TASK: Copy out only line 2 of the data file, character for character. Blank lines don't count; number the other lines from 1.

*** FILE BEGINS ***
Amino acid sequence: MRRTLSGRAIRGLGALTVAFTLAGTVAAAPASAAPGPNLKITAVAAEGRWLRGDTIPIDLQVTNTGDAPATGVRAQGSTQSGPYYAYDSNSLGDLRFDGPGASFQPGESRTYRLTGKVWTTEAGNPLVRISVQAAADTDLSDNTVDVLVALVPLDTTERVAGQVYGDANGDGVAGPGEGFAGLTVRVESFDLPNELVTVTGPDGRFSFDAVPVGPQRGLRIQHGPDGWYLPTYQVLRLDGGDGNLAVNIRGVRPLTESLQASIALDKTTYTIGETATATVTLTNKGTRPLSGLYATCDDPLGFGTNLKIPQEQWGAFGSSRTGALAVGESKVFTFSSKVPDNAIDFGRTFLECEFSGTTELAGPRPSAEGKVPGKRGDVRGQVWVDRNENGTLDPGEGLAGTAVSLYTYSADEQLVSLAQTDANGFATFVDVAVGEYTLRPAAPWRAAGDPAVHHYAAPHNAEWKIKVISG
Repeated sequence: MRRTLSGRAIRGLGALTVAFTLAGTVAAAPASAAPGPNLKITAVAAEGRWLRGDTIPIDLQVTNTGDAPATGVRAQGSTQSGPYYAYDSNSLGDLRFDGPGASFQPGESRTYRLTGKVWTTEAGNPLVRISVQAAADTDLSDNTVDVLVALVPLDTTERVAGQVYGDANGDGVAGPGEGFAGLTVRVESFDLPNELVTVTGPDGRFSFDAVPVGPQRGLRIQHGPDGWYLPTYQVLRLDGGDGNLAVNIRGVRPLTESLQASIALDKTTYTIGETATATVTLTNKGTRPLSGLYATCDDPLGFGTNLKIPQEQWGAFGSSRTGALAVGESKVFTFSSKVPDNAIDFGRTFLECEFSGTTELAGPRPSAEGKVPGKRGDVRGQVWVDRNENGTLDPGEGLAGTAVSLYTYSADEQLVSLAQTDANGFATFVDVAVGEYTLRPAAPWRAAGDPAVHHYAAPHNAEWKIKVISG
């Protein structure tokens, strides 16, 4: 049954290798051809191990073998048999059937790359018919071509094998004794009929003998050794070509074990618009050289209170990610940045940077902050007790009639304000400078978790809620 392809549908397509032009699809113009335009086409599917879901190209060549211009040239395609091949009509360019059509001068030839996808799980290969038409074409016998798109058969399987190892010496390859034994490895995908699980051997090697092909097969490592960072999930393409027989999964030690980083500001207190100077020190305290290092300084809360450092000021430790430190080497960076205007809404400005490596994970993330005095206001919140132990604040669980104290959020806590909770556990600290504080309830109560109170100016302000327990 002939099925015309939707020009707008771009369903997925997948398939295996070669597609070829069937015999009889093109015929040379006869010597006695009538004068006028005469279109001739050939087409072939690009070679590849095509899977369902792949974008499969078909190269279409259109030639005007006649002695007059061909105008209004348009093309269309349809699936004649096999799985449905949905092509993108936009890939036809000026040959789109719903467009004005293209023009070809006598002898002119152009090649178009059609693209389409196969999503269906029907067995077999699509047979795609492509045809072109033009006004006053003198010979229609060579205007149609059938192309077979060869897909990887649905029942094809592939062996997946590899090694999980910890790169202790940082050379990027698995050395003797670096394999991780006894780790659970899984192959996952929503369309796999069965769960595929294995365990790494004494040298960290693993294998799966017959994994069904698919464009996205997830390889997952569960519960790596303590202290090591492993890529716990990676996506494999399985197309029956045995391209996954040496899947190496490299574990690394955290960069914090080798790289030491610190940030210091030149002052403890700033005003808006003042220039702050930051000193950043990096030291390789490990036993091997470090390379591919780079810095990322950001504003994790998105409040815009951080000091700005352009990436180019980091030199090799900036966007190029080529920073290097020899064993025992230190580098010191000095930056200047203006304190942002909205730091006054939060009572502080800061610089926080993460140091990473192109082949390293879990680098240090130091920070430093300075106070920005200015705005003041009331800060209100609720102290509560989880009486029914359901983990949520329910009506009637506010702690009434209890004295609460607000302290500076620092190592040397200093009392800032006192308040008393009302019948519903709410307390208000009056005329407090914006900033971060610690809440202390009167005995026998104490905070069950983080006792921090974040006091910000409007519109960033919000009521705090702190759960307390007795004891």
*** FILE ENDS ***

Repeated sequence: MRRTLSGRAIRGLGALTVAFTLAGTVAAAPASAAPGPNLKITAVAAEGRWLRGDTIPIDLQVTNTGDAPATGVRAQGSTQSGPYYAYDSNSLGDLRFDGPGASFQPGESRTYRLTGKVWTTEAGNPLVRISVQAAADTDLSDNTVDVLVALVPLDTTERVAGQVYGDANGDGVAGPGEGFAGLTVRVESFDLPNELVTVTGPDGRFSFDAVPVGPQRGLRIQHGPDGWYLPTYQVLRLDGGDGNLAVNIRGVRPLTESLQASIALDKTTYTIGETATATVTLTNKGTRPLSGLYATCDDPLGFGTNLKIPQEQWGAFGSSRTGALAVGESKVFTFSSKVPDNAIDFGRTFLECEFSGTTELAGPRPSAEGKVPGKRGDVRGQVWVDRNENGTLDPGEGLAGTAVSLYTYSADEQLVSLAQTDANGFATFVDVAVGEYTLRPAAPWRAAGDPAVHHYAAPHNAEWKIKVISG